Thursday, Feb. 5, 2004 | 10:53 a.m.
As Las Vegas land supplies dwindle developers and investors are looking up -- and some are seeing green.
South Tower, a planned 10-story condominium fronting Wigwam Avenue and Las Vegas Boulevard South where they intersect, is expected to break ground this year. While developers of most luxury condominium projects of late have touted their projects' amenities, South Tower officials said their building will be environmentally friendly.
"Our building will be one of the most energy-efficient buildings built," said Scott Fisher, president of Boulder City-based Built on Integrity Inc., the general contractor for the project.
McCarthy Construction Co. also will be working on the tower, Fisher said.
Richard Washburn and Daniel Gorham, partners in the project, could not be reached for comment.
Fisher's company uses a form of panelized construction, encapsulating structural steel in foam panels, to help reduce energy consumption.
His construction methods have been used on various buildings, including the Piazza Plaza, which houses the Bootlegger Bistro, 7700 S. Las Vegas Blvd. Built on Integrity also built the Mars Desert Research Station, which is scheduled to be exhibited at the Kennedy Space Center visitors complex this summer.
Plans call for the 10-story condo tower, situated on 3.5 acres, to have about 240 units starting at 1,000 square feet. Prices for the units haven't been set, Fisher said. Fisher said buyers will be attracted to the project because of its environmentally friendly building and because of its location, just south of Interstate 215 and a short drive from the heart of the Strip.
"With all the environmental problems, our technology is a clean technology that helps eliminate mold and bacteria, and focuses on environmentally safe breathing environments," he said.
The success of luxury high-rise condominiums Turnberry Place and Park Towers has led other developers to wade into the fray, hoping to tap into the second- and third-home markets and with locals looking for an alternative to the single-family home.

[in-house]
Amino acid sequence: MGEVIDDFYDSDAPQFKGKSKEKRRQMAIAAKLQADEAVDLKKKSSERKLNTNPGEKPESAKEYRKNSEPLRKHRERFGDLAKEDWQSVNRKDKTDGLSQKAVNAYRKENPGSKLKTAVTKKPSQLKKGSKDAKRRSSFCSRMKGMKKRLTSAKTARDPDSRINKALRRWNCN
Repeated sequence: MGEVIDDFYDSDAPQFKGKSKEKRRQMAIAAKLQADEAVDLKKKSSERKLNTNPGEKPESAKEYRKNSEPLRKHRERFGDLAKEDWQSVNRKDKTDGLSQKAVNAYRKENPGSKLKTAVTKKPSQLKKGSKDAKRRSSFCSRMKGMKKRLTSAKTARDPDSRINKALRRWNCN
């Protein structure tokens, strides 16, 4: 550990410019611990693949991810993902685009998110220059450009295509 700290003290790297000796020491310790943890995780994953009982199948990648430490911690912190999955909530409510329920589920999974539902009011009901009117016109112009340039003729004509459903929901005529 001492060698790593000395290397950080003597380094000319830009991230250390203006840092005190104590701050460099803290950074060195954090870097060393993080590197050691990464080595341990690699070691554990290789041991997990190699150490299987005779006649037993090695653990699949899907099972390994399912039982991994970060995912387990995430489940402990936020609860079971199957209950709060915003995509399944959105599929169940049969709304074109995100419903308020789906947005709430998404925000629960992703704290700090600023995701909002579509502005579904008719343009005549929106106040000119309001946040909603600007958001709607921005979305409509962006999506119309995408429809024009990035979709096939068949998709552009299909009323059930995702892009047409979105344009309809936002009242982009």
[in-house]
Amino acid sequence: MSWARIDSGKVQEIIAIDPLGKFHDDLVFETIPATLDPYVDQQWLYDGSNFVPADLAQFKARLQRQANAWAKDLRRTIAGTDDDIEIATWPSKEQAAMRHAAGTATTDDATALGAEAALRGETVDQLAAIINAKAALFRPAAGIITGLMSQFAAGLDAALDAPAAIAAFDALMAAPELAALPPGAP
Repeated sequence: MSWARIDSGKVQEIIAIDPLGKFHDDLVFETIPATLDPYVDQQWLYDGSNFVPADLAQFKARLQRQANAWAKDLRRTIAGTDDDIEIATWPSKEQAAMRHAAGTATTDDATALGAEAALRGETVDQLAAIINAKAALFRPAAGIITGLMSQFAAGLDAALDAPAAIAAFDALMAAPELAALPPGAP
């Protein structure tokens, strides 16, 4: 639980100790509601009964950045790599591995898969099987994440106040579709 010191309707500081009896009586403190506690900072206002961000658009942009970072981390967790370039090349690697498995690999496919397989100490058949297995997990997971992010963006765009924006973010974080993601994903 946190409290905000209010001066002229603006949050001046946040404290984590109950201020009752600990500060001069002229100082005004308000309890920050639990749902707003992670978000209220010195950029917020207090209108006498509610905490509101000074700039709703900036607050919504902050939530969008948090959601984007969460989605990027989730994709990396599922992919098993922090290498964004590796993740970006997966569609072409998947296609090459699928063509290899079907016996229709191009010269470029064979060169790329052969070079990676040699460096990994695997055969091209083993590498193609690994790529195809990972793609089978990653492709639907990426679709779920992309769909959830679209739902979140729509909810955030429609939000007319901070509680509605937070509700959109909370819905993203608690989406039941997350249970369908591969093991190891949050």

One project being advertised as Manhattan, Las Vegas' "affordable luxury urban condominiums," is creating a buzz among some in the industry. The company's website lists the condos from $149,900 to $350,000 -- but doesn't list the location.
In a confirmed deal, Gemstone LVS purchased about 17 acres of land on Las Vegas Boulevard South, between Agate and Serene avenues, last month for $9 million. Al De Vault, an agent in Lee & Associates multi-family division who represented the buyer, said plans are for high-rise condos. The site is near Amland Development's Park Avenue mid-rise condominiums complex.
The developers of the planned SoHo Lofts closed escrow in January on 0.69 acres of land in downtown Las Vegas for $1.2 million. Plans are to break ground this spring on the 112-unit high-rise at the corner of Hoover Avenue and Las Vegas Boulevard.
Developer Del American, of Altamonte Springs, Fla., began sales in December on its 880-unit condominium project on Flamingo Road between Swenson and Cambridge streets.
The $325 million project is on 20 acres and construction is expected to begin mid 2004.
Other luxury high-rise condos under development include the 30-story Panorama Towers, just west of Interstate 15 near Harmon Avenue, and the 18-story Metropolis at Debbie Reynolds Drive and Desert Inn Road near Paradise Road and the Las Vegas Convention Center in Las Vegas' tourism and gaming district.
Condo-hotels, complexes where residents own their units but may choose to enter a marketing program to rent their room by the night to tourists, are also being developed near Las Vegas Boulevard.
The Platinum is a 255-unit complex at Koval Lane and Flamingo Road. Developer Michael Peterson said deposits have been placed on 106 units. He said construction is scheduled to begin in late August or early September.
The Residences at MGM Grand, a condo-hotel joint venture of MGM MIRAGE and Turnberry Associates, opened for sales last month. Developers of the 38-story luxury condominium-hotel tower are lining up building permits and plan to break ground in late 2004 on a 20-acre site now home to the MGM's defunct theme park, just northeast of the Strip's largest hotel-casino. Plans call for a future complex of six towers.
The rise of Las Vegas is expected, industry experts said, as land prices become more expensive and as supply for residential products dwindle.
"Developers are buying up every square inch of this land," Richard Lee, a local real estate expert said Tuesday at the Greater Las Vegas Association of Realtors Housing Summit.
Lee said land available for residential development within the Las Vegas Valley's current boundary, which can be loosely outlined by the ring of mountains surrounding the area, could run out within 8 years. As a result, many developers are looking up, he said.